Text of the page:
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Neil P. Lareau

Abstract

Doppler and Raman lidar observations of vertical velocity and water vapor mixing ratio are used to probe the physics and statistics of subcloud and cloud-base latent heat fluxes during cumulus convection at the ARM Southern Great Plains (SGP) site in Oklahoma, United States. The statistical results show that latent heat fluxes increase with height from the surface up to ~0.8Z i (where Z i is the convective boundary layer depth) and then decrease to ~0 at Z i. Peak fluxes aloft exceeding 500 W m−2 are associated with periods of increased cumulus cloud cover and stronger jumps in the mean humidity profile. These entrainment fluxes are much larger than the surface fluxes, indicating substantial drying over the 0–0.8Z i layer accompanied by moistening aloft as the CBL deepens over the diurnal cycle. We also show that the boundary layer humidity budget is approximately closed by computing the flux divergence across the 0–0.8Z i layer. Composite subcloud velocity and water vapor anomalies show that clouds are linked to coherent updraft and moisture plumes. The moisture anomaly is Gaussian, most pronounced above 0.8Z i and systematically wider than the velocity anomaly, which has a narrow central updraft flanked by downdrafts. This size and shape disparity results in downdrafts characterized by a high water vapor mixing ratio and thus a broad joint probability density function (JPDF) of velocity and mixing ratio in the upper CBL. We also show that cloud-base latent heat fluxes can be both positive and negative and that the instantaneous positive fluxes can be very large (~10 000 W m−2). However, since cloud fraction tends to be small, the net impact of these fluxes remains modest.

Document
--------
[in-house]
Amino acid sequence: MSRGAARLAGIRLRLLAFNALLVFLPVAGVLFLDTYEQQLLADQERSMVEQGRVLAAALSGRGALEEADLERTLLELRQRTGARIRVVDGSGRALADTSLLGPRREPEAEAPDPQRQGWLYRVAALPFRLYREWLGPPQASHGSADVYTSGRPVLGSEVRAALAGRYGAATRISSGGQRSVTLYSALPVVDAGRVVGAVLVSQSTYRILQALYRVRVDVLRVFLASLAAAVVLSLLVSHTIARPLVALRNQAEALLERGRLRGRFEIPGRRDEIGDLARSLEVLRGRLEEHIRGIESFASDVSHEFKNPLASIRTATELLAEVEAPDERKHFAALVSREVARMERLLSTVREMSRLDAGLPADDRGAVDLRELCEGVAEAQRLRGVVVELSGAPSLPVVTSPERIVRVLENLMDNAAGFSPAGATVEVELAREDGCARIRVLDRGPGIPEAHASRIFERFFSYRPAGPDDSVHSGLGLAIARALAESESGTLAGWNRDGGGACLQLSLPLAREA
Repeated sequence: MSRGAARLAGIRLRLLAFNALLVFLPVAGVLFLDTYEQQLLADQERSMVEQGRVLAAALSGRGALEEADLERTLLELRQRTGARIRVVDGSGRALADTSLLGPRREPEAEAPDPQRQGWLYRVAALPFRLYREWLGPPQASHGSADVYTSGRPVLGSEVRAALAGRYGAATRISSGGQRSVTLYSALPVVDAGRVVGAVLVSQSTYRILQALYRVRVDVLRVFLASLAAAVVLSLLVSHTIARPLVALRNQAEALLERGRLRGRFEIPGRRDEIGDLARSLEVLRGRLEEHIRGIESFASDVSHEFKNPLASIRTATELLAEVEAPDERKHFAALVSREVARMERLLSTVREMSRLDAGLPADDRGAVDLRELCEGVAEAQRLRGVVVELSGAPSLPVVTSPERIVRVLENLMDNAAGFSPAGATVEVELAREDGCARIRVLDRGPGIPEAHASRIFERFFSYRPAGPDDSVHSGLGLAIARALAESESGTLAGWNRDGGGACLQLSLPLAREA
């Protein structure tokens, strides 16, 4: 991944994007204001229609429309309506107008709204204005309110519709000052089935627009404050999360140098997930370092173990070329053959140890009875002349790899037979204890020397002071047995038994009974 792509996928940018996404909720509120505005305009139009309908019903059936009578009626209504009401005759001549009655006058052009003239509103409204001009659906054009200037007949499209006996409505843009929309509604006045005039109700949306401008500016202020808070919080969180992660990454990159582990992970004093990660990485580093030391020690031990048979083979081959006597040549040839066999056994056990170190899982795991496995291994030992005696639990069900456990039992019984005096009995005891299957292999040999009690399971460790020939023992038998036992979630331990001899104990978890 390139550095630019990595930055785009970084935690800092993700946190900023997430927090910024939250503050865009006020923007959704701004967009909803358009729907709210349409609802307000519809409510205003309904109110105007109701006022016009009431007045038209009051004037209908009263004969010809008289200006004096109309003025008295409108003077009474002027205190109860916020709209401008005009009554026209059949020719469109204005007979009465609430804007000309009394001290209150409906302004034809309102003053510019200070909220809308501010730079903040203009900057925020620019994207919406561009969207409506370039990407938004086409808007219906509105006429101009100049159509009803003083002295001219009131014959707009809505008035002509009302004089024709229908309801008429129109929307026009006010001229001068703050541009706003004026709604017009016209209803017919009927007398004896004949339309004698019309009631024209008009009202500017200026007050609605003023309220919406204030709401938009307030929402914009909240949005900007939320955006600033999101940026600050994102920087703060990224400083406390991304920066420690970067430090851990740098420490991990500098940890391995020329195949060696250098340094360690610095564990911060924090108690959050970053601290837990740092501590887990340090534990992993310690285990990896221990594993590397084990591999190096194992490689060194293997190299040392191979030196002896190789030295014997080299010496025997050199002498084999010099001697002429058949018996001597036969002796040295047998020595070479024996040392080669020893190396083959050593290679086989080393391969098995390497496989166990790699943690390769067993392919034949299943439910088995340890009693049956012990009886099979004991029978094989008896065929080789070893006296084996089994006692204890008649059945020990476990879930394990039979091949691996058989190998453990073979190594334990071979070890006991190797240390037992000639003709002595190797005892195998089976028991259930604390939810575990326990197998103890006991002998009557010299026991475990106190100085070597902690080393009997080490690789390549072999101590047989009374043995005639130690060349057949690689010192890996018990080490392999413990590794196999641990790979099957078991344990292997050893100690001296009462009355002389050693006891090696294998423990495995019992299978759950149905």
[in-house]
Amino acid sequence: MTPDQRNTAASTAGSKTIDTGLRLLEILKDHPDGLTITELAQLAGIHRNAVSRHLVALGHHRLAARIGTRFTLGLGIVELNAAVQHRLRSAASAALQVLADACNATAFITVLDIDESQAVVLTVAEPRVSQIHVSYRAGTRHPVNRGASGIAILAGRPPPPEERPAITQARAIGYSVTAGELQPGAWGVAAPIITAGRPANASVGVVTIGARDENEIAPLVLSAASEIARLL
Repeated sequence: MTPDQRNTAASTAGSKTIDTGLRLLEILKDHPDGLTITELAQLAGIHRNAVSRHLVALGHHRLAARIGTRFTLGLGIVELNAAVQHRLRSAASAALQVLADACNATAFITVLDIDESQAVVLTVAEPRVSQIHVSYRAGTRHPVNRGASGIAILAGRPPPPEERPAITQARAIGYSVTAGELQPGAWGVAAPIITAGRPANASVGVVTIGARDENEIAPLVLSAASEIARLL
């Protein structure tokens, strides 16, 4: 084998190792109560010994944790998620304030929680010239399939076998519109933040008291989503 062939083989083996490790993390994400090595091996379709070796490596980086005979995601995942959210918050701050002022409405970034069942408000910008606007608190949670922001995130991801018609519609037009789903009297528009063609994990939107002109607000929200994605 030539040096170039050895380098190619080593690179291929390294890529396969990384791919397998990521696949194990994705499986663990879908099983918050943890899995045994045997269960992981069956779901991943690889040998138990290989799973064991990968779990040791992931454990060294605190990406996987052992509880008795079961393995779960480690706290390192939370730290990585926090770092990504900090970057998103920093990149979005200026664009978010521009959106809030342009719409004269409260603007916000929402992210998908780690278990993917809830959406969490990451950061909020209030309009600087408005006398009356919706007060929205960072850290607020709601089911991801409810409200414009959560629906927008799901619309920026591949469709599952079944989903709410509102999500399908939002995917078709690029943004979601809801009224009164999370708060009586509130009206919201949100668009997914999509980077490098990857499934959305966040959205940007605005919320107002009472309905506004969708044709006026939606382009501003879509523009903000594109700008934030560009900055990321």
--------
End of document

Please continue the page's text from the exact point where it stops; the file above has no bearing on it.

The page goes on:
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Neil P. Lareau and John D. Horel

Abstract

The position and variability of storm tracks across western North America are examined during the October–April cool seasons spanning 1989–2010. The location and intensity of storms are represented by strong synoptic-scale ascent, which is diagnosed by the alternative balance omega equation applied to ECMWF Re-Analysis Interim data. This dynamically filtered method removes poorly resolved updrafts arising from subsynoptic-scale phenomena such as convection and mountain waves. The resulting vertical motions are illustrated for the case of a strong storm traversing the western United States.

Summary statistics of synoptic-scale ascent are compiled over months, seasons, and the entire 21-yr period. Locations exhibiting high mean values of ascent are deemed to represent storm tracks. The climatological-mean storm track exhibits a sinusoidal shape across the eastern Pacific and western North America. The composite evolution of strong storms moving along specific segments of the storm track show regional differences (e.g., storms poleward of 50°N tend to result from progressive low-amplitude troughs progressing through the mean planetary ridge, while storms over the western United States are initiated by digging troughs that temporarily suppress the mean ridge).

Seasonal shifts in the storm track are pronounced and exhibit coherent regional patterns. Interannual variations in synoptic-scale ascent indicate meridional shifts in position as well as changes in the degree of amplification within the dominant sinusoidal storm track. These changes in structure are related to the phase of ENSO: El Niño (La Niña) winters favor zonal (amplified) and southern (northern) storm tracks.

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Neil P. Lareau and John D. Horel